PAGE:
Postcards from Home

Here are some of the postcard paintings and poems for dear ones that I’ve been making and revisiting lately.

I paint postcards
that are too beautiful and fragile to mail,
and then I mail them.
Something about the kindness of strangers.
Something about watching the ocean take back what it gave.

By Jane Hirshfield

A man tips back his chair, all evening.

Years later, the ladder of small indentations
still marks the floor. Walking across it, then stopping.

Rarely are what is spoken and what is meant the same.

Mostly the mouth says ones thing, the thighs and knees
say another, the floor hears a third.

Yet within us,
objects and longings are not different.
They twist on the stem of the heart, like ripening grapes.

“All Souls’ Day”
By D.H. Lawrence

Be careful, then, and be gentle about death.
For it is hard to die,
it is difficult to go through the door,
even when it opens.

And the poor dead, when they have left
the walled and silvery city
of the now hopeless body
where are they to go, Oh where are they to go?

They linger in the shadow of the earth.
The earth’s long conical shadow is full of souls
that cannot find the way across the sea of change.

Be kind, Oh be kind to your dead
and give them a little encouragement
and help them to build their little ship of death
for the soul has a long, long journey after death
o the sweet home of pure oblivion.
Each needs a little ship, a little ship
and the proper store of meal for the longest journey.
Oh, from out of your heart
provide your dead once more, equip them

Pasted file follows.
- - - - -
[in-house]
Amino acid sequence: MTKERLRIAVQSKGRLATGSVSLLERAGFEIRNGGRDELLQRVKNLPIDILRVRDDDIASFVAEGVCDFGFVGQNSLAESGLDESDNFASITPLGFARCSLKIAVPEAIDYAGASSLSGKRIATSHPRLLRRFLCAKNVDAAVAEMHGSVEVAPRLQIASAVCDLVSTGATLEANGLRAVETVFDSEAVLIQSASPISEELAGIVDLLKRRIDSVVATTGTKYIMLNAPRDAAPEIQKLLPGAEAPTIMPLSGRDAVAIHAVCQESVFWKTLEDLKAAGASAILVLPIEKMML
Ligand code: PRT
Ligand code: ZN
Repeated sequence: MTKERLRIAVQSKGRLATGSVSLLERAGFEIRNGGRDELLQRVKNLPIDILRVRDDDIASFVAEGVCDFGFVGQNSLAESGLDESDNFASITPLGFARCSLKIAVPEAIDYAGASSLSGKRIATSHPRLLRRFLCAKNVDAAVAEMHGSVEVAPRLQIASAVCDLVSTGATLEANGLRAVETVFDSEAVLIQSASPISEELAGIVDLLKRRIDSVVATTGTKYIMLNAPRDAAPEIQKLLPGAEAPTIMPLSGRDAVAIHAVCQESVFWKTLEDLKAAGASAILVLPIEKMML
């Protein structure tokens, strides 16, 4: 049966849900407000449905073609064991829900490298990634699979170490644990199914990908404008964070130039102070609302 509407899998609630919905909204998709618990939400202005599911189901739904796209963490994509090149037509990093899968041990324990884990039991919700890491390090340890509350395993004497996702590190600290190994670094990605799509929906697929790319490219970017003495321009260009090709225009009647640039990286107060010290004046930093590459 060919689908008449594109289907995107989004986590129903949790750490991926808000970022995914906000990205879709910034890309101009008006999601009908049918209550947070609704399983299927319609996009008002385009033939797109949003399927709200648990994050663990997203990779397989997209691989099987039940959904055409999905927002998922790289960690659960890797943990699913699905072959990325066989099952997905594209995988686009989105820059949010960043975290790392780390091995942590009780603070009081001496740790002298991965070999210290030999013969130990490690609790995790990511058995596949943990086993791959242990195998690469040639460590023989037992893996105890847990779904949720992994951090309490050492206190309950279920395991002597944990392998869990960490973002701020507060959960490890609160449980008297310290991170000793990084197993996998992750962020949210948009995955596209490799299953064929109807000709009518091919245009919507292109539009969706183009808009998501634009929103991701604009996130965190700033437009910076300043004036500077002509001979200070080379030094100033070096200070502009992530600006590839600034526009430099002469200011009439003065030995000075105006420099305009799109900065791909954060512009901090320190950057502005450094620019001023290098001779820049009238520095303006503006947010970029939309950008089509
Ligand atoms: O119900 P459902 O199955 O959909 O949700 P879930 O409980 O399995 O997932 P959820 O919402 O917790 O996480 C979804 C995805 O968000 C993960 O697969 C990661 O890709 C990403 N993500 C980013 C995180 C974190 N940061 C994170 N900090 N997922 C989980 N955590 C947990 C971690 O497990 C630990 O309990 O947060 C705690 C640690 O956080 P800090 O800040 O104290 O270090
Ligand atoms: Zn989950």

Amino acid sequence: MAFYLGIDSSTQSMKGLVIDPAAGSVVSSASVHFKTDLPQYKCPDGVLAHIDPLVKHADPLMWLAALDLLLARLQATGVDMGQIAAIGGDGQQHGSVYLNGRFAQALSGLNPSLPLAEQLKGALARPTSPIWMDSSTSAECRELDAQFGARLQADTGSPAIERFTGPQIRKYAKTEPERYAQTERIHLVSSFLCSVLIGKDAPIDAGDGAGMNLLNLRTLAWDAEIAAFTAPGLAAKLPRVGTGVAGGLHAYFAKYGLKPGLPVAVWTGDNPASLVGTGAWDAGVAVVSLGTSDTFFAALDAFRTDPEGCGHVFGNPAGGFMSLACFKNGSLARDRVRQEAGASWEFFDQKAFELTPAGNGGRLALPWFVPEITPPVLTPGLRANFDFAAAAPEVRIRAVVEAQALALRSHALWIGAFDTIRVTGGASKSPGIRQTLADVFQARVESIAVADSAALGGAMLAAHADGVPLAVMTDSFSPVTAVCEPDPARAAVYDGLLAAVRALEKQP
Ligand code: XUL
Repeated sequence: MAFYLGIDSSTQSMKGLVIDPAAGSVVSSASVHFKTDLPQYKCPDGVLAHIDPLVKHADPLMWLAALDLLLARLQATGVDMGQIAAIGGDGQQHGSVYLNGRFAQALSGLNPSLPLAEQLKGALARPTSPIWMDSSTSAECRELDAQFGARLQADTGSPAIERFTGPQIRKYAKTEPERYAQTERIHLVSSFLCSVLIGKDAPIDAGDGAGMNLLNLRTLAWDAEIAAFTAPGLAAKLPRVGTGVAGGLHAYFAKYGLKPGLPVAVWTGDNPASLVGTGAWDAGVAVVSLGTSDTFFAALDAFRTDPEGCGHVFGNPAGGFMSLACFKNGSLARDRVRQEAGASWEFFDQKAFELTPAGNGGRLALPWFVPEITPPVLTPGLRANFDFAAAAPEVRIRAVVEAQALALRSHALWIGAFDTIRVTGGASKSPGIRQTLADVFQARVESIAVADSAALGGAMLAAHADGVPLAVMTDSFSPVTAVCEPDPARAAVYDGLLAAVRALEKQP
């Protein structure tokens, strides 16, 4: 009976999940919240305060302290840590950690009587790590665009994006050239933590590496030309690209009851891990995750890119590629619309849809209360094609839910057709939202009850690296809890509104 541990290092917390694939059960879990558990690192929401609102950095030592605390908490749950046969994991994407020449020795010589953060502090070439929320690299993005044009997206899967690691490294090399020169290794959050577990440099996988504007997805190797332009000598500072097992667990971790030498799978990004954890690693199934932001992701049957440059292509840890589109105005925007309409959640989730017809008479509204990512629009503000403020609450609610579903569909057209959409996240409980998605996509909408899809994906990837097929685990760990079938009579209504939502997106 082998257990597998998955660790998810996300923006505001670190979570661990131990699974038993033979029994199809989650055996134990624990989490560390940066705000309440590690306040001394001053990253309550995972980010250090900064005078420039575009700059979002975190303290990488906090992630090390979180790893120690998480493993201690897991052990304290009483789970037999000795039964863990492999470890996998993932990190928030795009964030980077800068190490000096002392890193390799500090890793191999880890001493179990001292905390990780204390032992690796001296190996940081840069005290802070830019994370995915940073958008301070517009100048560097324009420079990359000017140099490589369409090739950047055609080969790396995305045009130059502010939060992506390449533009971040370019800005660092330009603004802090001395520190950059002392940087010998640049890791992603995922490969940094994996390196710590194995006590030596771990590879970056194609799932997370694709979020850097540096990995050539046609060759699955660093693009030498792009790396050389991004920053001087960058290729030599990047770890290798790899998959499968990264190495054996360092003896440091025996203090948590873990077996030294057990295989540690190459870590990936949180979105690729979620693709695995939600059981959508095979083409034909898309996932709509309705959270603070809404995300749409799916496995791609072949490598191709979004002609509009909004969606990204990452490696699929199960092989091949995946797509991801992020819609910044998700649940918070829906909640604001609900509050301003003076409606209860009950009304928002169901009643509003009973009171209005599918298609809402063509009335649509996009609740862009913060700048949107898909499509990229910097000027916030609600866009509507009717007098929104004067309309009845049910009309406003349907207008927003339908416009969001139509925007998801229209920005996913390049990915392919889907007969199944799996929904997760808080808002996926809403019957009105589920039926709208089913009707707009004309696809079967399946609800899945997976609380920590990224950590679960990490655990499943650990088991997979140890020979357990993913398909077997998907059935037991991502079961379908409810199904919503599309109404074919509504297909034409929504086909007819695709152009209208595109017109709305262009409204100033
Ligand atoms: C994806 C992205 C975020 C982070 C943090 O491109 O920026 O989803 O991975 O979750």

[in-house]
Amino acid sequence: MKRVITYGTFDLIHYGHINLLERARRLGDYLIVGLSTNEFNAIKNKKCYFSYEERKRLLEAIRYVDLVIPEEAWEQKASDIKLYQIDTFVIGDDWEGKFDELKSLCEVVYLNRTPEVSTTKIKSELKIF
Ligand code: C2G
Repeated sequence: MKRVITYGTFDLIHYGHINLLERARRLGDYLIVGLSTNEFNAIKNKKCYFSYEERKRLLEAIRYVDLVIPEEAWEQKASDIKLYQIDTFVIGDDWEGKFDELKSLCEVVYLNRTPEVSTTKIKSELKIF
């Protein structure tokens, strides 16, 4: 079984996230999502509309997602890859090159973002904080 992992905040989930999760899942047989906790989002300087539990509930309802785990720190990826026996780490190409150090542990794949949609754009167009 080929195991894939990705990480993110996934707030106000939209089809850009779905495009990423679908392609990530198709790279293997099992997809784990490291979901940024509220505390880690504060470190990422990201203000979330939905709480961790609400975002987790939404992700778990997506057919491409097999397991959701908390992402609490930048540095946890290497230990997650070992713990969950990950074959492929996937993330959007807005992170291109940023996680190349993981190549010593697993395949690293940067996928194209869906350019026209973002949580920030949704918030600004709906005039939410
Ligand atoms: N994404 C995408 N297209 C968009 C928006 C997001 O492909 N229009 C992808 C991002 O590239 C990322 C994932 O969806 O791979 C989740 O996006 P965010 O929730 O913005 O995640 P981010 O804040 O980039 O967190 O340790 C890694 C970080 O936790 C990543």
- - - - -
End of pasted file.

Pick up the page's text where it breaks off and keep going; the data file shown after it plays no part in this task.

like departing mariners, lovingly.

“God’s Grandeur”
By Gerard Manley Hopkins

The world is charged with the grandeur of God.
It will flame out, like shining from shook foil;
It gathers to a greatness, like the ooze of oil
Crushed. Why do men then now not reck his rod?
Generations have trod, have trod, have trod;
And all is seared with trade; bleared, smeared with toil;
And wears man’s smudge and shares man’s smell: the soil
Is bare now, nor can foot feel, being shod.

And for all this, nature is never spent;
There lives the dearest freshness deep down things;
And though the last lights off the black West went
Oh, morning, at the brown brink eastward, springs —
Because the Holy Ghost over the bent
World broods with warm breast and with ah! bright wings.


You would think I’d be better, for how ill I suffer fools.
But to build and to destroy seem to require different tools.


I am trapped inside 
a small mammal
on an open plain

a small gazelle
a wide, grassy plain

“The Shrine Whose Shape I Am”
By Samuel Menashe

The shrine whose shape I am
Has a fringe of fire
Flames skirt my skin

There is no Jerusalem but this
Breathed in flesh by shameless love
Built high upon the tides of blood
I believe the Prophets and Blake
And like David I bless myself
With all my might

I know many hills were holy once
But now in the level lands to live
Zion ground down must become marrow
Thus in my bones I am the King’s son
And through death’s domain I go
Making my own procession

Welcome to my country,
where we never run out of fear
and the danger of other people
is outweighed only by the danger
of being too much alone.
Make yourself at home.

You don’t need to know
everything about light
to be a passenger
on the boat of light.

You don’t need to know
everything about fire
to carry a torch
and pass it on.

Cease this constant weighing of life,
as if you knew what it was made of,
what it was meant for,
and how to measure its worth.


Everything has momentum.
Once you are breathing,
it’s hard to stop.

And once you’ve stopped?
Even harder, then,
to start back up again.

“May Day”
By Sara Teasdale

A delicate fabric of bird song
Floats in the air,
The smell of wet wild earth
Is everywhere.

Red small leaves of the maple
Are clenched like a hand,
Like girls at their first communion
The pear trees stand.

Oh I must pass nothing by
Without loving it much,
The raindrop try with my lips,
The grass with my touch;

For how can I be sure
I shall see again
The world on the first of May
Shining after the rain?